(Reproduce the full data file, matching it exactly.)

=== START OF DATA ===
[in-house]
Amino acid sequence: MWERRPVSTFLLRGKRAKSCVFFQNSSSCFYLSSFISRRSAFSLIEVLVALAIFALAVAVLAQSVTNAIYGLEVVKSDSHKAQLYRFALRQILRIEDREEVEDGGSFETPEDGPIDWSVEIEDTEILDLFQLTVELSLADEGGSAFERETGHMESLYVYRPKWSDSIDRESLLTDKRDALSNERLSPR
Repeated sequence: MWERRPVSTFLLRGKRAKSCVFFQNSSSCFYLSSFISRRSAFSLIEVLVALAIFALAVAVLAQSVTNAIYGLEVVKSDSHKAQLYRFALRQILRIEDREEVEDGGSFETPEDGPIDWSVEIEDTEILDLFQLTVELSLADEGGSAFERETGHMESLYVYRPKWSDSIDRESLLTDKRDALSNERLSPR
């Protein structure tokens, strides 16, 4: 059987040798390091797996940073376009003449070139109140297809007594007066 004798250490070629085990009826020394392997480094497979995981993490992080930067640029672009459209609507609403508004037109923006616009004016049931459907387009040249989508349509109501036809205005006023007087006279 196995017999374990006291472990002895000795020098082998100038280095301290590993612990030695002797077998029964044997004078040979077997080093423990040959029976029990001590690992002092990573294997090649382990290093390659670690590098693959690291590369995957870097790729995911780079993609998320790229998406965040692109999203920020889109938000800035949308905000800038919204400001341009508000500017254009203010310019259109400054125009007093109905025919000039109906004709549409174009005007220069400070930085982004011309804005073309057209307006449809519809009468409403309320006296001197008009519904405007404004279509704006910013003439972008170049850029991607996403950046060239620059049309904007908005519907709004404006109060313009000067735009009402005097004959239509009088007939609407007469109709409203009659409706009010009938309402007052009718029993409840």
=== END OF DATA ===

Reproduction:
[in-house]
Amino acid sequence: MWERRPVSTFLLRGKRAKSCVFFQNSSSCFYLSSFISRRSAFSLIEVLVALAIFALAVAVLAQSVTNAIYGLEVVKSDSHKAQLYRFALRQILRIEDREEVEDGGSFETPEDGPIDWSVEIEDTEILDLFQLTVELSLADEGGSAFERETGHMESLYVYRPKWSDSIDRESLLTDKRDALSNERLSPR
Repeated sequence: MWERRPVSTFLLRGKRAKSCVFFQNSSSCFYLSSFISRRSAFSLIEVLVALAIFALAVAVLAQSVTNAIYGLEVVKSDSHKAQLYRFALRQILRIEDREEVEDGGSFETPEDGPIDWSVEIEDTEILDLFQLTVELSLADEGGSAFERETGHMESLYVYRPKWSDSIDRESLLTDKRDALSNERLSPR
């Protein structure tokens, strides 16, 4: 059987040798390091797996940073376009003449070139109140297809007594007066 004798250490070629085990009826020394392997480094497979995981993490992080930067640029672009459209609507609403508004037109923006616009004016049931459907387009040249989508349509109501036809205005006023007087006279 196995017999374990006291472990002895000795020098082998100038280095301290590993612990030695002797077998029964044997004078040979077997080093423990040959029976029990001590690992002092990573294997090649382990290093390659670690590098693959690291590369995957870097790729995911780079993609998320790229998406965040692109999203920020889109938000800035949308905000800038919204400001341009508000500017254009203010310019259109400054125009007093109905025919000039109906004709549409174009005007220069400070930085982004011309804005073309057209307006449809519809009468409403309320006296001197008009519904405007404004279509704006910013003439972008170049850029991607996403950046060239620059049309904007908005519907709004404006109060313009000067735009009402005097004959239509009088007939609407007469109709409203009659409706009010009938309402007052009718029993409840």